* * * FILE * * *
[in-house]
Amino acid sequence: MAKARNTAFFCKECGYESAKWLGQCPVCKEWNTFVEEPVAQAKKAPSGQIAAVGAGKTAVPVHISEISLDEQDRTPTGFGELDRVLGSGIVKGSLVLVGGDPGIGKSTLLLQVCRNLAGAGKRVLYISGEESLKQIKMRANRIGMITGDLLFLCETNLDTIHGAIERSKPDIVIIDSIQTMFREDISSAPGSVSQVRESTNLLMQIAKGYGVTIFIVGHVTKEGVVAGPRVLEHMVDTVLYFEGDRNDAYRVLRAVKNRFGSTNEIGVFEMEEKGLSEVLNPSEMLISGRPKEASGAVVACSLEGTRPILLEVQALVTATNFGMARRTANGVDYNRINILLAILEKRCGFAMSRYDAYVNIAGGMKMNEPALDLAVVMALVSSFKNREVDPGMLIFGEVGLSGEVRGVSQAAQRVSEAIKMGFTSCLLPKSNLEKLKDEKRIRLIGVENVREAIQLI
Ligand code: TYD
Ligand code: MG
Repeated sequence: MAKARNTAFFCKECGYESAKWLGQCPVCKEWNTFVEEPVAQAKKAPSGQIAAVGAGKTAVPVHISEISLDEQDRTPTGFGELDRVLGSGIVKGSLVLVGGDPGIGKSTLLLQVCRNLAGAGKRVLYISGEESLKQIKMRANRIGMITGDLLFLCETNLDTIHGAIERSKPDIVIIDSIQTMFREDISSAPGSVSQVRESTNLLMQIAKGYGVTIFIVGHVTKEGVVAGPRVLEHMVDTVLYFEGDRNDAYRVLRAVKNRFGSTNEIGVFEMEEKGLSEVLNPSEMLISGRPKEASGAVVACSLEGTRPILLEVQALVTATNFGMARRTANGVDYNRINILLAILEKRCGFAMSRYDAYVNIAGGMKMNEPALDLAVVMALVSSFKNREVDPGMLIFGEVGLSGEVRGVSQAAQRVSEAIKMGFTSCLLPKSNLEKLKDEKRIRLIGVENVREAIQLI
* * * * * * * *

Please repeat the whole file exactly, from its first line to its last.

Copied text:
[in-house]
Amino acid sequence: MAKARNTAFFCKECGYESAKWLGQCPVCKEWNTFVEEPVAQAKKAPSGQIAAVGAGKTAVPVHISEISLDEQDRTPTGFGELDRVLGSGIVKGSLVLVGGDPGIGKSTLLLQVCRNLAGAGKRVLYISGEESLKQIKMRANRIGMITGDLLFLCETNLDTIHGAIERSKPDIVIIDSIQTMFREDISSAPGSVSQVRESTNLLMQIAKGYGVTIFIVGHVTKEGVVAGPRVLEHMVDTVLYFEGDRNDAYRVLRAVKNRFGSTNEIGVFEMEEKGLSEVLNPSEMLISGRPKEASGAVVACSLEGTRPILLEVQALVTATNFGMARRTANGVDYNRINILLAILEKRCGFAMSRYDAYVNIAGGMKMNEPALDLAVVMALVSSFKNREVDPGMLIFGEVGLSGEVRGVSQAAQRVSEAIKMGFTSCLLPKSNLEKLKDEKRIRLIGVENVREAIQLI
Ligand code: TYD
Ligand code: MG
Repeated sequence: MAKARNTAFFCKECGYESAKWLGQCPVCKEWNTFVEEPVAQAKKAPSGQIAAVGAGKTAVPVHISEISLDEQDRTPTGFGELDRVLGSGIVKGSLVLVGGDPGIGKSTLLLQVCRNLAGAGKRVLYISGEESLKQIKMRANRIGMITGDLLFLCETNLDTIHGAIERSKPDIVIIDSIQTMFREDISSAPGSVSQVRESTNLLMQIAKGYGVTIFIVGHVTKEGVVAGPRVLEHMVDTVLYFEGDRNDAYRVLRAVKNRFGSTNEIGVFEMEEKGLSEVLNPSEMLISGRPKEASGAVVACSLEGTRPILLEVQALVTATNFGMARRTANGVDYNRINILLAILEKRCGFAMSRYDAYVNIAGGMKMNEPALDLAVVMALVSSFKNREVDPGMLIFGEVGLSGEVRGVSQAAQRVSEAIKMGFTSCLLPKSNLEKLKDEKRIRLIGVENVREAIQLI